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Ann Epidemiol. 1993 Sep;3(5):488-92.

Decline in stroke mortality in North Carolina. Description, predictions, and a possible underlying cause.

Author information

1
Department of Public Health Sciences, Bowman Gray School of Medicine, Wake Forest University, Winston-Salem, NC 27157-1063.

Abstract

Data from the National Center for Health Statistics were used to describe the decline in age-adjusted stroke mortality rates from 1962 to 1987 for North Carolina and for six regions of the state. For the state as a whole, stroke mortality decreased from 0.0050 to 0.0018 (64% decrease) for white males, 0.0039 to 0.0016 (59% decrease) for white females, 0.0072 to 0.0030 (58% decrease) for black males, and 0.0064 to 0.0025 (61% decrease) for black females. Under the hypothesis that the rate of decline in stroke mortality will slow and approach a "floor," a four-parameter logistic model was fit to the data. This model suggests that most of the decline in North Carolina stroke rates had occurred by 1987 and that the rates are now approaching the floor. For example, the estimated 1987 white male stroke mortality rate was 0.00190 and the floor 0.00176, suggesting only a 7% decline in the future. Similar percentage differences between 1987 levels and the floor were estimated for the three other race-gender groups. This analysis also suggested that while the absolute disparity by sex and race decreased between 1962 and 1987, the ratio of black to white mortality rates and the ratio of male to female mortality rates remained relatively constant. Estimates of 1-year case-fatality rates from two surveys of hospitalized stroke patients in a high-mortality five-county region of North Carolina decreased from 51% in 1970 to 38% in 1980. This decrease in stroke fatality rate is sufficient to account for 64% of the decrease in mortality estimated for this region over the same period.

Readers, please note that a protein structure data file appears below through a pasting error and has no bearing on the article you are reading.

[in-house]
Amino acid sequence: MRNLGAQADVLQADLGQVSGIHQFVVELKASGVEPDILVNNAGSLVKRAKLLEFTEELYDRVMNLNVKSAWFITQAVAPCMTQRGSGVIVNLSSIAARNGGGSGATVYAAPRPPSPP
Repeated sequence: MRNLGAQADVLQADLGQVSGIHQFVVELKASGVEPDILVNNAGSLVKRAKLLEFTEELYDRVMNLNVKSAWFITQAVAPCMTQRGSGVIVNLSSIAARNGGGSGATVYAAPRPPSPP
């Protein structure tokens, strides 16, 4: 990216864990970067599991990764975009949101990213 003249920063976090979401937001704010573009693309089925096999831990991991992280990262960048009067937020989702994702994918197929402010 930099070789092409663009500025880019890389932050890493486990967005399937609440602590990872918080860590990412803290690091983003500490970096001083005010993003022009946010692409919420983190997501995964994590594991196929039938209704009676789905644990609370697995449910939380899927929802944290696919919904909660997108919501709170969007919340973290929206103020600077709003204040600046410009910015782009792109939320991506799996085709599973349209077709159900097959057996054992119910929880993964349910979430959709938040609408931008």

PMID:
8167824
DOI:
10.1016/1047-2797(93)90102-a
[Indexed for MEDLINE]

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